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The Printing Revolution in Early Modern Europe

2nd Edition

Part of Canto Classics

  • Date Published: March 2012
  • availability: In stock
  • format: Paperback
  • isbn: 9781107632752

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About the Authors
  • In 1979 Elizabeth Eisenstein provided the first full-scale treatment of the fifteenth-century printing revolution in the West in her monumental two-volume work, The Printing Press as an Agent of Change. This abridged edition, after summarising the initial changes introduced by the establishment of printing shops, goes on to discuss how printing challenged traditional institutions and affected three major cultural movements: the Renaissance, the Reformation and the rise of modern science. Also included is a later essay which aims to demonstrate that the cumulative processes created by printing are likely to persist despite the recent development of new communications technologies.

    • New afterword that considers some of the controversial issues that have been raised since the emergence of the new academic field of 'book history'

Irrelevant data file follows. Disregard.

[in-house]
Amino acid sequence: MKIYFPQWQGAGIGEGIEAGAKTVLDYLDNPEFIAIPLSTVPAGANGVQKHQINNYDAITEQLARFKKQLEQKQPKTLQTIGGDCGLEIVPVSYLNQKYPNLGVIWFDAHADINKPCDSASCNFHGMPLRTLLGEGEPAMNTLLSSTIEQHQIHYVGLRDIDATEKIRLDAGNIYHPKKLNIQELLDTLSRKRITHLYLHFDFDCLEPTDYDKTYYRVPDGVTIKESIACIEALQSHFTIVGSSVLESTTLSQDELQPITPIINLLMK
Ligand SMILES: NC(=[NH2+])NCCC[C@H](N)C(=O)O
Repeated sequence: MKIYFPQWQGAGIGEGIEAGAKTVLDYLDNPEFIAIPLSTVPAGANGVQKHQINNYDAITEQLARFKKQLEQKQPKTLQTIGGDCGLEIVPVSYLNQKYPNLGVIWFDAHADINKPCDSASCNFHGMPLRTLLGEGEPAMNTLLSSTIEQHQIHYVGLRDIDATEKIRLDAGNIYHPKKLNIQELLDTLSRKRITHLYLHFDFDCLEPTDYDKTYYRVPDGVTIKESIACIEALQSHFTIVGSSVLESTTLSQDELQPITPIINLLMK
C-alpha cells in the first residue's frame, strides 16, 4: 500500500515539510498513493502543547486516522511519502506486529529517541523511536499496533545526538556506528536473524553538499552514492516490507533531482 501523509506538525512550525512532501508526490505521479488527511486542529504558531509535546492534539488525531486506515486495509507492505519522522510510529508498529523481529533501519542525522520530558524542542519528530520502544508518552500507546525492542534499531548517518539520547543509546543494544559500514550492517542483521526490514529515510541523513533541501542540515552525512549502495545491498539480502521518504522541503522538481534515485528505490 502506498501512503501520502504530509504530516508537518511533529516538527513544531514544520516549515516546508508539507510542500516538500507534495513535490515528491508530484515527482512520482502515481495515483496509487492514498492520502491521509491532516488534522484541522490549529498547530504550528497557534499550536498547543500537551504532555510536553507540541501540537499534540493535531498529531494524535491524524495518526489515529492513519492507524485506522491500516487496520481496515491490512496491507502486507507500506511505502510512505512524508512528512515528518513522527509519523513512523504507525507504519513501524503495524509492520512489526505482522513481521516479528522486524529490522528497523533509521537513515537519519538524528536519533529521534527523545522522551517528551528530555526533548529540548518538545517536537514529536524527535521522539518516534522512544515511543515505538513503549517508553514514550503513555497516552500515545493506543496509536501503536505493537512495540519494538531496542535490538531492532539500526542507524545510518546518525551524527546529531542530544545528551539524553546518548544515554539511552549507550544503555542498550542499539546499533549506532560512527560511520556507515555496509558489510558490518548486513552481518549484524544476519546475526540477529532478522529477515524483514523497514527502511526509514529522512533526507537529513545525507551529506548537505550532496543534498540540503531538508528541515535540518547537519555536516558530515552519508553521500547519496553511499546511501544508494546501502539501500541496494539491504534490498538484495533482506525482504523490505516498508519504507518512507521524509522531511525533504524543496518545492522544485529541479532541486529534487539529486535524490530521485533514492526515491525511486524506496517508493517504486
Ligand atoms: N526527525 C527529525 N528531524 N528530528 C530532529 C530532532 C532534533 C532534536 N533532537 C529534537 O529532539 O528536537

• Restoration of the footnotes and sources, along with bringing the sources up to date
    • Still the only book that provides a historically grounded account of the fifteenth-century communications revolution in western Europe
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    Reviews & endorsements

    'This is a good and important book … the author's clear and forceful style makes it a pleasure to read.' The New York Review of Books

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    Product details

    • Edition: 2nd Edition
    • Date Published: March 2012
    • format: Paperback
    • isbn: 9781107632752
    • length: 401 pages
    • dimensions: 215 x 138 x 21 mm
    • weight: 0.58kg
    • contains: 66 b/w illus. 2 maps
    • availability: In stock
  • Table of Contents

    Part I. The Emergence of Print Culture in the West:
    1. The unacknowledged revolution
    2. Defining the initial shift
    3. Some features of print culture
    4. The expanding Republic of Letters
    Part II. Interaction with Other Developments:
    5. The permanent Renaissance: mutation of a classical revival
    6. Western Christendom disrupted: resetting the stage for Reformation
    7. The book of nature transformed: printing and the rise of modern science
    8. Conclusion: scripture and nature transformed
    Afterword: revisiting the printing revolution.

  • Author

    Elizabeth L. Eisenstein

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